Extensive investigations exposed the reason for the problem. The skip lorry had also done for the heater radiator. That was solved by closing it out of the water circuit.
The season over, Madame and I could set off for our belated South Coast honeymoon. We now had no heating and I still had to drive in stocking feet. By Collumpton, we were on the way to exposure, so had to go into a pub and hang our feet over the roasting fire. We managed the Isle of Wight fairly well, the New Forest and along the Sussex coast, then headed inland to East Grinstead to visit old friends.
As I began to turn right into the supermarket car park, at the top of Dunnings Road, I was momentarily blinded by full-on sunlight and failed to notice a Renault 4 emerging from it. The driver was understanding. Her car was undamaged. However, the front of the Bond, consisting of little more than a glass fibre skirt, had shattered and more or less fallen off.
I was able to proceed into a parking bay at a dignified pace as Sue walked beside, holding the skirt up.
Thanks to the local trade ads magazine, we discovered a man with a manual drill, who was able to reassemble the thing with bits of aluminium and pop rivets in the car park. It was lucky the drill was of the handle-winding type because, it being somewhat draughty, he more than once got the thing caught up in my hair as I held the sections for him to drill.
We returned to Paignton without further incident, though the car was no longer a great driving experience and even seemed not to be handling as well as it did when collected from Croydon.
At Paignton harbour, we found a man who built glass fibre boats and was prepared to refabricate the car’s bonnet and front end.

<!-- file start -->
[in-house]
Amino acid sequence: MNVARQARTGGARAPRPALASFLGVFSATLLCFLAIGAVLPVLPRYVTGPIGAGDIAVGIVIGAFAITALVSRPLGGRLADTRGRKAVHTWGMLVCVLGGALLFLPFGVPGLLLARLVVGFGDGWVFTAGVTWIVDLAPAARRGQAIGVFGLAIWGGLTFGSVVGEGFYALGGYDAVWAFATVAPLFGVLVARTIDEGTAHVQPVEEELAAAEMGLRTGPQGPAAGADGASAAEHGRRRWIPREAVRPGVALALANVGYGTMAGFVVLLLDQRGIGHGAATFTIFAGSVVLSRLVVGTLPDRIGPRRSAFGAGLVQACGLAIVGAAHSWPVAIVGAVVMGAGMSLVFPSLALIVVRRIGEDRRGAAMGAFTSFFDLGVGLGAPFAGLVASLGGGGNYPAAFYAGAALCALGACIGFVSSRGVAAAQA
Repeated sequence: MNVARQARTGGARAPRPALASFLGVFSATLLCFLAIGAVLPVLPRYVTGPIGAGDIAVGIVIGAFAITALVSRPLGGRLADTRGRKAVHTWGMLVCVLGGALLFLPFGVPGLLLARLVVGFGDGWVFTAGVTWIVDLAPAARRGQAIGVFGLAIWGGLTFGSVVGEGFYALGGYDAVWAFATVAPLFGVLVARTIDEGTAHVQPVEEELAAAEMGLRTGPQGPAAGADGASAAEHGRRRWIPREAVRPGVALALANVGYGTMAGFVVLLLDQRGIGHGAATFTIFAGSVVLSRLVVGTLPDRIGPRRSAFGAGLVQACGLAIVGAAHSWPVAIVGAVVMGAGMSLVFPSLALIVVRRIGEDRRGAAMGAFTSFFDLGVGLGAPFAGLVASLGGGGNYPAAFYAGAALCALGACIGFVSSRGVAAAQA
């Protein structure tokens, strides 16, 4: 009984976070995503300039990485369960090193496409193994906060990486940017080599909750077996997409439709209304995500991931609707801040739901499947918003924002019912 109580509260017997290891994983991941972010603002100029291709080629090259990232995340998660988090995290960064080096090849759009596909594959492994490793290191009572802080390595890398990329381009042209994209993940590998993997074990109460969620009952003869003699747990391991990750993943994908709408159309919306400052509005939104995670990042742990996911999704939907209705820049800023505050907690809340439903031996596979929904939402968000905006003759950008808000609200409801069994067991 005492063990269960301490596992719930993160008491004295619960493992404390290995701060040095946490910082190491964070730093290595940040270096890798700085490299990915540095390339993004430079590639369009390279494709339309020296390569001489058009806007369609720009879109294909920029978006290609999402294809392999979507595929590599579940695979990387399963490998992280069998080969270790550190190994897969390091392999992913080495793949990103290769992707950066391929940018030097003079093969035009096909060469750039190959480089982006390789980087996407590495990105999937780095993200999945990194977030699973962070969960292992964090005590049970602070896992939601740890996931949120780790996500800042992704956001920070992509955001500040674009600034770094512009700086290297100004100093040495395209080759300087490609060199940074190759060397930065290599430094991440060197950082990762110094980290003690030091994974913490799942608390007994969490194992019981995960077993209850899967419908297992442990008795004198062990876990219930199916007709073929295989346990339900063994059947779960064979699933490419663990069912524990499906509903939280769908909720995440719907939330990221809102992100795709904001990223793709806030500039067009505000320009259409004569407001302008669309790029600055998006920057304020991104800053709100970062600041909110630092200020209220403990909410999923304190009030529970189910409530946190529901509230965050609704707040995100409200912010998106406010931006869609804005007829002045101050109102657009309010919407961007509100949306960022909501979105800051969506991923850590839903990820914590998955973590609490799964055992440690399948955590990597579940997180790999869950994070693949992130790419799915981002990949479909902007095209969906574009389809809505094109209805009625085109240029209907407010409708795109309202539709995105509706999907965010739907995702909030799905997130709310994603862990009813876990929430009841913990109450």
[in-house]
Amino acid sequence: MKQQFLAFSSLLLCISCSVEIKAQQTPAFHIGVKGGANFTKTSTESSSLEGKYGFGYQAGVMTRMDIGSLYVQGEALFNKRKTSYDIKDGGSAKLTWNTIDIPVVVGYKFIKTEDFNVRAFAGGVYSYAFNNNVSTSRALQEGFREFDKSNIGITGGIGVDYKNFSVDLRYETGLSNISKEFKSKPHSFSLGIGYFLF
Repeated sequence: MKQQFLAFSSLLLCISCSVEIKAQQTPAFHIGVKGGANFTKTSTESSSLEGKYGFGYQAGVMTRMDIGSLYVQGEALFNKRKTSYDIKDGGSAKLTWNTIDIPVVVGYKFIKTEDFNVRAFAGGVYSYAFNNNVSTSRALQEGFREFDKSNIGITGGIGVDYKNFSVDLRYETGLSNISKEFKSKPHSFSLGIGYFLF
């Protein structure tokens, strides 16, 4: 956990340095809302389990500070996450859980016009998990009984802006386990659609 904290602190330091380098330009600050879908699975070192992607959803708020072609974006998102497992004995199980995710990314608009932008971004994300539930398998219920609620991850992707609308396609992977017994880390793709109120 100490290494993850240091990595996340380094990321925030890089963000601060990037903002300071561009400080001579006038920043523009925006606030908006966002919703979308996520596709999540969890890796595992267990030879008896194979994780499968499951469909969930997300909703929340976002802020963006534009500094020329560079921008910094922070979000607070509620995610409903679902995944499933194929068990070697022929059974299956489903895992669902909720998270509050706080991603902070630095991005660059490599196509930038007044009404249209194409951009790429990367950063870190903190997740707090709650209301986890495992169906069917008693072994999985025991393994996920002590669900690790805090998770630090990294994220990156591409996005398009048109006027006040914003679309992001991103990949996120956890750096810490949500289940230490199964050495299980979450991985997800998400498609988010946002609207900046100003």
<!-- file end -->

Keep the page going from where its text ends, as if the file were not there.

When he’d finished, it was much more substantial, but always after had one raised quizzical eyebrow.
I collected it from him to drive to Plymouth.
On the return journey on the A38, there was another bang and the view of the road whited out. He hadn’t put a catch on the bonnet. Fortunately, I was able to judge what was behind me in the mirrors and bring us safely to rest.
Two external flip catches were added thereafter.
Looking at the car one day, I realised the rear panel was slightly out of true. Further investigation revealed that the bolts that connect the panel to the two side sections of the bodywork, and provide the rear engine mountings on the Imp, depend on the three panels all being made of solid metal. The Bond’s depended on sandwiched glass fibre, so the weight and vibrations of the engine had turned the bolt holes on the nearside into slots, and the engine was slowly subsiding. From then on, regular maintenance would include jacking the engine back up and retightening the clamp bolts in the correct position.
A year on and the MOT was due again. I delivered the car to the garage in Orient Road and Nik Roskelli took it for an initial turn around the block. As he returned he told me to watch while he pulled forward a few yards and applied the brakes.
I could not deny what I saw. The front end of the car stopped and the back caught it up.
The skip lorry had fractured the chassis and it was now entirely severed on that side. No wonder the handling had lost something of its crispness.
It had to go.
A man answered the ad in Exchange & Mart and came to buy it for spares. We waved him off down Colley End Hill and that was more or less the end of it… until we tried to cash his rubber cheque.